The Five Laws of Library Science

I was thinking about S.R. Ranganathan the other day, and his Five Laws of Library Science.  Just to refresh everyone’s memory:


  1. Books are for use.
  2. Every reader his (or her) book.
  3. Every book its reader.
  4. Save the time of the reader.
  5. The library is a growing organism.


These “laws” really are brilliantly simple, universally applicable and ageless.


The First Law emphasizes use and access – not materials for their own sake.  Of course, Ranganathan believed in preservation and conservation but the focus in this Law is use.


The Second Law is about library collections meeting the needs of the community of users.


The Third Law is similar to the Second, but the focus is on access – making materials easy to find and use.


The Fourth Law emphasizes efficiency – making sure that library rules or processes don’t create barriers to use and easy access.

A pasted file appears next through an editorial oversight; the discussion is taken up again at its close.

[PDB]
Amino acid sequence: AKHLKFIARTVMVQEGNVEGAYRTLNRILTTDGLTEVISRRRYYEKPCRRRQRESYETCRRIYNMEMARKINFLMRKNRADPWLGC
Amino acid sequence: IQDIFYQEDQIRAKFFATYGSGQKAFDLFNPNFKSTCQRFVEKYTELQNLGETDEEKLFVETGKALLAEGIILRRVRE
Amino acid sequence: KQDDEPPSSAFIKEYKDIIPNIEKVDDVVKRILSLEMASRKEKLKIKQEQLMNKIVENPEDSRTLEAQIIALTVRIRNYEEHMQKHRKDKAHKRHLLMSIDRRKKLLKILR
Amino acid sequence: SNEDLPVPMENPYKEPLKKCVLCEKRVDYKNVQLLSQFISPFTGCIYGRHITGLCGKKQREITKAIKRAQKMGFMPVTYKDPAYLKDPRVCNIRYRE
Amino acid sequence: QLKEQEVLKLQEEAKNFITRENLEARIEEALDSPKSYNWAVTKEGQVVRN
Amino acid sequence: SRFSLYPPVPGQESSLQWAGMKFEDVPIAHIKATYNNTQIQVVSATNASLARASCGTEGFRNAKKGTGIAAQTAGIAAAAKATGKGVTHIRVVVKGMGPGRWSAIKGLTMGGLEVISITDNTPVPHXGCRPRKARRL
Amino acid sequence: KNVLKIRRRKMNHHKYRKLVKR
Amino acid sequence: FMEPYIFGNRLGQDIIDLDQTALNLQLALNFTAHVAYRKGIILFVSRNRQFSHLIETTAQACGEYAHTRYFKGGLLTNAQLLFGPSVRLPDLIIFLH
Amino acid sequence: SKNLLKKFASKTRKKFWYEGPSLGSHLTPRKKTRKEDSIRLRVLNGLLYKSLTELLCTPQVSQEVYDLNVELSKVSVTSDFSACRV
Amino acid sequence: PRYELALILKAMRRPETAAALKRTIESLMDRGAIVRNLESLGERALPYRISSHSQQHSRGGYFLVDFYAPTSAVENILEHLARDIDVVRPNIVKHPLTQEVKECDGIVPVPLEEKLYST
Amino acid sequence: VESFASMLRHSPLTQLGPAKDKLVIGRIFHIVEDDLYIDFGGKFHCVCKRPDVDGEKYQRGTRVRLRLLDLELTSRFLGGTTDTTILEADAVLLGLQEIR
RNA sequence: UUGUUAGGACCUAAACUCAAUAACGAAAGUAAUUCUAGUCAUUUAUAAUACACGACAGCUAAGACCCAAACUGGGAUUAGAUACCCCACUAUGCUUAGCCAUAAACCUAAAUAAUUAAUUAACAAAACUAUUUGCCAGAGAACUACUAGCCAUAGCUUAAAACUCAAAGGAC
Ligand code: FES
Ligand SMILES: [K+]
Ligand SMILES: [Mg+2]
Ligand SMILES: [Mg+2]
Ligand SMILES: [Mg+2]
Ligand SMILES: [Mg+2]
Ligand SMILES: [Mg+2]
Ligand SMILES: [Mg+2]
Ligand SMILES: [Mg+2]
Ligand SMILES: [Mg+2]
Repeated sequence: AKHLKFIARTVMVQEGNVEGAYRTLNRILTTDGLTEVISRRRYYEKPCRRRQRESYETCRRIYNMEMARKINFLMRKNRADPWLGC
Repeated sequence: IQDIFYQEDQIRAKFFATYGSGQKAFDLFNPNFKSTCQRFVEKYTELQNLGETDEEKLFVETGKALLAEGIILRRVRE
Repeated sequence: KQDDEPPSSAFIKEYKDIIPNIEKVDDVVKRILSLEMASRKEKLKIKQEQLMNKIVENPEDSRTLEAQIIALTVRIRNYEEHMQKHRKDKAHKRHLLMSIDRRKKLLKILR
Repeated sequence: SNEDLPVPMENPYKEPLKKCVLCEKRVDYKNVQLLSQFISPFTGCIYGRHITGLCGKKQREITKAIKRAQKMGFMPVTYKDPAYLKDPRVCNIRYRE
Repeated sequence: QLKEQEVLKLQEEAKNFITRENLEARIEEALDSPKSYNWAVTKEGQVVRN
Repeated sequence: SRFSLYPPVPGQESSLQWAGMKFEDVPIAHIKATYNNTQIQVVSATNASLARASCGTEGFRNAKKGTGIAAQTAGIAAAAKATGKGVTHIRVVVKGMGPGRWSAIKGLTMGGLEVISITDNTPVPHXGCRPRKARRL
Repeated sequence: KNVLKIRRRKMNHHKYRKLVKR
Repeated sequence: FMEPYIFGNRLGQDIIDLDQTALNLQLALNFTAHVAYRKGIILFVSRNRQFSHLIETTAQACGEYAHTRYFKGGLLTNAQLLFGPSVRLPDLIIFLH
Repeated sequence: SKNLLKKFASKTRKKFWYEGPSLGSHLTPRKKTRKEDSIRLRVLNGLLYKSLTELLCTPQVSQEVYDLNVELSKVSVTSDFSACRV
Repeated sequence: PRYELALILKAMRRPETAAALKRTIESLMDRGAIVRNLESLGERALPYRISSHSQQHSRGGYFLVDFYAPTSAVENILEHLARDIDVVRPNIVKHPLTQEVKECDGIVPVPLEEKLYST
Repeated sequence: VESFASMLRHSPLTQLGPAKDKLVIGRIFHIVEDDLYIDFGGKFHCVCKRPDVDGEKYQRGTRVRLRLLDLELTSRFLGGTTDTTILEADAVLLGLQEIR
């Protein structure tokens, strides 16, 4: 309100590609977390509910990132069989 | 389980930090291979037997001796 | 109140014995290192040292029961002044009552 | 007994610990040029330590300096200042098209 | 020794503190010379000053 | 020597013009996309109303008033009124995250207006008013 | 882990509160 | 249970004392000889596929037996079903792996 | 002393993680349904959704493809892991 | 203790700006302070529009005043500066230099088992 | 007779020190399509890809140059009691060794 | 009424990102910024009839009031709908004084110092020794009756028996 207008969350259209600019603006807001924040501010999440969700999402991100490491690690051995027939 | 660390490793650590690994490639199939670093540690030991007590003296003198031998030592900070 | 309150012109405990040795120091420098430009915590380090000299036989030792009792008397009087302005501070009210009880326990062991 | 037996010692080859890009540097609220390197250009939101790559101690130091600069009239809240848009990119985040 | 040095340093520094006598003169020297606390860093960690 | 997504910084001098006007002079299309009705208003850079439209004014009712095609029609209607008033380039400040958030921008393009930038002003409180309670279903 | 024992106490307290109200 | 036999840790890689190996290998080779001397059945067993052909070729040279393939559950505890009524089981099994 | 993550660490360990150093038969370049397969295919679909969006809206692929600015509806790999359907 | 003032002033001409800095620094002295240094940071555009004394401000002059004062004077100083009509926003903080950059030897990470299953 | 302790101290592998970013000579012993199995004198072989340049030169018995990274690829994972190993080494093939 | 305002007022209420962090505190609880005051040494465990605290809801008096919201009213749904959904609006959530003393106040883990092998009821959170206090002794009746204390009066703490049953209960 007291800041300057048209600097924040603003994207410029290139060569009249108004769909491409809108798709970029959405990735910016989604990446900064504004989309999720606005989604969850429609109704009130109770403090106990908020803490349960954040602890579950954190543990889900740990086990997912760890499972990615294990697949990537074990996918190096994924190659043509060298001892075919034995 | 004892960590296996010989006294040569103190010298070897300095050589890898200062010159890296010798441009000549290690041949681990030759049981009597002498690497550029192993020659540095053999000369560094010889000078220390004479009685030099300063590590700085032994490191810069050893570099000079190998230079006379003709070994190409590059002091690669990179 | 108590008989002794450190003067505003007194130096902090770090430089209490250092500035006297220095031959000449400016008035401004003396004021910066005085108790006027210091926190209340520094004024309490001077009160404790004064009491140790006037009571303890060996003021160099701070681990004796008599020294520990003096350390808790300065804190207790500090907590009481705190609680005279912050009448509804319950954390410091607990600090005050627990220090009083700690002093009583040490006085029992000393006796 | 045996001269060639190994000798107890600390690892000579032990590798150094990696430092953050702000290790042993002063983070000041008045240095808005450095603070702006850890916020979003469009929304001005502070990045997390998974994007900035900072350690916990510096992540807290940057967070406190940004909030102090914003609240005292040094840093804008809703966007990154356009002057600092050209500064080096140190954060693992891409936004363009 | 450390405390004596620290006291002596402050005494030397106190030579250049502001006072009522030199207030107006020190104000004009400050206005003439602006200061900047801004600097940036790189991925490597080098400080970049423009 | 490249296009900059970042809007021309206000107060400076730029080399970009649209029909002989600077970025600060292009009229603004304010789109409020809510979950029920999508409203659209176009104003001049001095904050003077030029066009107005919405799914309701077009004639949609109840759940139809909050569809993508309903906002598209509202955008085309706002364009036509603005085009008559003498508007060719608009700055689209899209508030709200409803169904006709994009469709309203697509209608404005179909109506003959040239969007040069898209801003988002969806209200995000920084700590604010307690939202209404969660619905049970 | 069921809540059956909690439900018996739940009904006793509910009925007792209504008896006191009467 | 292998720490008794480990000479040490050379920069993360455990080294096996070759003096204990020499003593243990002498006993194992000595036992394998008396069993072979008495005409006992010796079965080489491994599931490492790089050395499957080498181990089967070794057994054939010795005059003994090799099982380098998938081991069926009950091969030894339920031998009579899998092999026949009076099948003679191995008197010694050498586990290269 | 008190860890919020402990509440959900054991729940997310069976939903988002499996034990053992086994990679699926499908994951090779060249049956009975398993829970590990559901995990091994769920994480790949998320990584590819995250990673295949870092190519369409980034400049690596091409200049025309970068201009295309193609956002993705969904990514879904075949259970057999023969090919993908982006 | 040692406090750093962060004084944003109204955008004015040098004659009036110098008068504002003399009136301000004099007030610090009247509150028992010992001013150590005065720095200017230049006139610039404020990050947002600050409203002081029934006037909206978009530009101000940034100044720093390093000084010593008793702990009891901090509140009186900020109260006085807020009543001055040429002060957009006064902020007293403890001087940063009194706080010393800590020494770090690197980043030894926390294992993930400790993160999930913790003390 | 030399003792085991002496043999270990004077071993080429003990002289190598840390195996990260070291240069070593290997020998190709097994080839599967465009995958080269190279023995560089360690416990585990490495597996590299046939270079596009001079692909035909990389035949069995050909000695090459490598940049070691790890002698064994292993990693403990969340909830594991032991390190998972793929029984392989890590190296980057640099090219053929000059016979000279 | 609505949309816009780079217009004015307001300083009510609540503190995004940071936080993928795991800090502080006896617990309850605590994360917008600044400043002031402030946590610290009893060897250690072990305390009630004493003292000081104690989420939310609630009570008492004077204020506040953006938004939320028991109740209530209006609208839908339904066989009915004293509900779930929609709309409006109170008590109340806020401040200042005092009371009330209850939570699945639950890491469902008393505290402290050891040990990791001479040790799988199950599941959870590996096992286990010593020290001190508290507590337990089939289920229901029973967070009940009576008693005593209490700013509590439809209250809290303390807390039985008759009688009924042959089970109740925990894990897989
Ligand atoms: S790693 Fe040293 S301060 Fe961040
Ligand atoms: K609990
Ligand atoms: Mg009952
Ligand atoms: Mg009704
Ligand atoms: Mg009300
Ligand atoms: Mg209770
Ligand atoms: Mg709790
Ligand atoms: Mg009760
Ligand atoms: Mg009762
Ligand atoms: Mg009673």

The Fifth Law is about change and flexibility – libraries must be able to adapt their services, buildings, etc., to meet changing needs.


These Laws have been applied to different aspects of library services such as:


Web resources are for use.

Every user has his or her web resource.

Every web resource its user.

Save the time of the user.

The Web is a growing organism.

(Alireza Noruzi, 2004)


These laws have helped me to stay focused on the customer when thinking about how to deliver services or materials.  The First Law is especially important to keep in mind when we think about interlibrary loan and reciprocal borrowing. Isn’t it always better to have items being used rather than sitting on a shelf?


How have you put these laws into practice in your libraries?

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